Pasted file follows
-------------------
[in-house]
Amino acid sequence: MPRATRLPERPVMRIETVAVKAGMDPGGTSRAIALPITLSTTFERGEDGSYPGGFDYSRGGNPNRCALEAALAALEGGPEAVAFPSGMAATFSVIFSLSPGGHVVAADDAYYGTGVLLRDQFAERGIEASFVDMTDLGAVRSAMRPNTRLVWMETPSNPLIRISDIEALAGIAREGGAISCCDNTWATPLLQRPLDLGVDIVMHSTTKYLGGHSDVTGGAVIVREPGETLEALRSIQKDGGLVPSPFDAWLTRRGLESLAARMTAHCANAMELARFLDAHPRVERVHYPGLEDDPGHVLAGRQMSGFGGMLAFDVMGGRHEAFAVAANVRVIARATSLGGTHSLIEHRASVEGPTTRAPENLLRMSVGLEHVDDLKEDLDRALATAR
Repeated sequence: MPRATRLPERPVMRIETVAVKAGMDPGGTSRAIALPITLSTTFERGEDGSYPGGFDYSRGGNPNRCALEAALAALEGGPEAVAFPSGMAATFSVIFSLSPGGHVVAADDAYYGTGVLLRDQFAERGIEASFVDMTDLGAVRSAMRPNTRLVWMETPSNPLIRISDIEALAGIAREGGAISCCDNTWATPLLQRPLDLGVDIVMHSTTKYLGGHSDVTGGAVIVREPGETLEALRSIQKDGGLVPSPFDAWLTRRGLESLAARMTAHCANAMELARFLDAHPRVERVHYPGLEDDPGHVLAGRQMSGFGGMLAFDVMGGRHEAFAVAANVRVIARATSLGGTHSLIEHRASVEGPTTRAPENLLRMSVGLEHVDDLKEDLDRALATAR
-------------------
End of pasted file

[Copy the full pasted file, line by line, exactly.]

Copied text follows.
[in-house]
Amino acid sequence: MPRATRLPERPVMRIETVAVKAGMDPGGTSRAIALPITLSTTFERGEDGSYPGGFDYSRGGNPNRCALEAALAALEGGPEAVAFPSGMAATFSVIFSLSPGGHVVAADDAYYGTGVLLRDQFAERGIEASFVDMTDLGAVRSAMRPNTRLVWMETPSNPLIRISDIEALAGIAREGGAISCCDNTWATPLLQRPLDLGVDIVMHSTTKYLGGHSDVTGGAVIVREPGETLEALRSIQKDGGLVPSPFDAWLTRRGLESLAARMTAHCANAMELARFLDAHPRVERVHYPGLEDDPGHVLAGRQMSGFGGMLAFDVMGGRHEAFAVAANVRVIARATSLGGTHSLIEHRASVEGPTTRAPENLLRMSVGLEHVDDLKEDLDRALATAR
Repeated sequence: MPRATRLPERPVMRIETVAVKAGMDPGGTSRAIALPITLSTTFERGEDGSYPGGFDYSRGGNPNRCALEAALAALEGGPEAVAFPSGMAATFSVIFSLSPGGHVVAADDAYYGTGVLLRDQFAERGIEASFVDMTDLGAVRSAMRPNTRLVWMETPSNPLIRISDIEALAGIAREGGAISCCDNTWATPLLQRPLDLGVDIVMHSTTKYLGGHSDVTGGAVIVREPGETLEALRSIQKDGGLVPSPFDAWLTRRGLESLAARMTAHCANAMELARFLDAHPRVERVHYPGLEDDPGHVLAGRQMSGFGGMLAFDVMGGRHEAFAVAANVRVIARATSLGGTHSLIEHRASVEGPTTRAPENLLRMSVGLEHVDDLKEDLDRALATAR